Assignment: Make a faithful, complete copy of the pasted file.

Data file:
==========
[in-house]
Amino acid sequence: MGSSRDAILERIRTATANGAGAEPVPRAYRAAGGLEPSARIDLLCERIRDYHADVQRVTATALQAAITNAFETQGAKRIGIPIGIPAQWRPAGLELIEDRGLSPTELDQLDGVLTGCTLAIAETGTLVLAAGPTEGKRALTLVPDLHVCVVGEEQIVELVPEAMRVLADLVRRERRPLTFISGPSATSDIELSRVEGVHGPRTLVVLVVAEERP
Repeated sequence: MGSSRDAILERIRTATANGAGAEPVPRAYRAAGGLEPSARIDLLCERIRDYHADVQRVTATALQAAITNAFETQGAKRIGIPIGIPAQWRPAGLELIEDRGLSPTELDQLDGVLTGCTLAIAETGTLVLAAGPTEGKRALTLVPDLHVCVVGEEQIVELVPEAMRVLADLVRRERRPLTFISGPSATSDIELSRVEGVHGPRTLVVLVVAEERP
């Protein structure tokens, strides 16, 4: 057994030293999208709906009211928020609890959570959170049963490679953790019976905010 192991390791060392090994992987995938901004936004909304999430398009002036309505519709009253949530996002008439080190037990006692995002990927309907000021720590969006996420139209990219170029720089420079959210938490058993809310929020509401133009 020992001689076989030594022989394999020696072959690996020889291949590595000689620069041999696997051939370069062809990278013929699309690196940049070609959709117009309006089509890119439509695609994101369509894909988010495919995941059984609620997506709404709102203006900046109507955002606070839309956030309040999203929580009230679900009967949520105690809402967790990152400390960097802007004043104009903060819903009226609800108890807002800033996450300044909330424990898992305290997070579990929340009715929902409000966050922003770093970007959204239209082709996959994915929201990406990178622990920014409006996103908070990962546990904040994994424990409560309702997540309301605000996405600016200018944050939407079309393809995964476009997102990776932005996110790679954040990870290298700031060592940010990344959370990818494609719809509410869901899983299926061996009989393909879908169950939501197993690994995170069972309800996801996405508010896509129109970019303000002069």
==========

[in-house]
Amino acid sequence: MGSSRDAILERIRTATANGAGAEPVPRAYRAAGGLEPSARIDLLCERIRDYHADVQRVTATALQAAITNAFETQGAKRIGIPIGIPAQWRPAGLELIEDRGLSPTELDQLDGVLTGCTLAIAETGTLVLAAGPTEGKRALTLVPDLHVCVVGEEQIVELVPEAMRVLADLVRRERRPLTFISGPSATSDIELSRVEGVHGPRTLVVLVVAEERP
Repeated sequence: MGSSRDAILERIRTATANGAGAEPVPRAYRAAGGLEPSARIDLLCERIRDYHADVQRVTATALQAAITNAFETQGAKRIGIPIGIPAQWRPAGLELIEDRGLSPTELDQLDGVLTGCTLAIAETGTLVLAAGPTEGKRALTLVPDLHVCVVGEEQIVELVPEAMRVLADLVRRERRPLTFISGPSATSDIELSRVEGVHGPRTLVVLVVAEERP
């Protein structure tokens, strides 16, 4: 057994030293999208709906009211928020609890959570959170049963490679953790019976905010 192991390791060392090994992987995938901004936004909304999430398009002036309505519709009253949530996002008439080190037990006692995002990927309907000021720590969006996420139209990219170029720089420079959210938490058993809310929020509401133009 020992001689076989030594022989394999020696072959690996020889291949590595000689620069041999696997051939370069062809990278013929699309690196940049070609959709117009309006089509890119439509695609994101369509894909988010495919995941059984609620997506709404709102203006900046109507955002606070839309956030309040999203929580009230679900009967949520105690809402967790990152400390960097802007004043104009903060819903009226609800108890807002800033996450300044909330424990898992305290997070579990929340009715929902409000966050922003770093970007959204239209082709996959994915929201990406990178622990920014409006996103908070990962546990904040994994424990409560309702997540309301605000996405600016200018944050939407079309393809995964476009997102990776932005996110790679954040990870290298700031060592940010990344959370990818494609719809509410869901899983299926061996009989393909879908169950939501197993690994995170069972309800996801996405508010896509129109970019303000002069």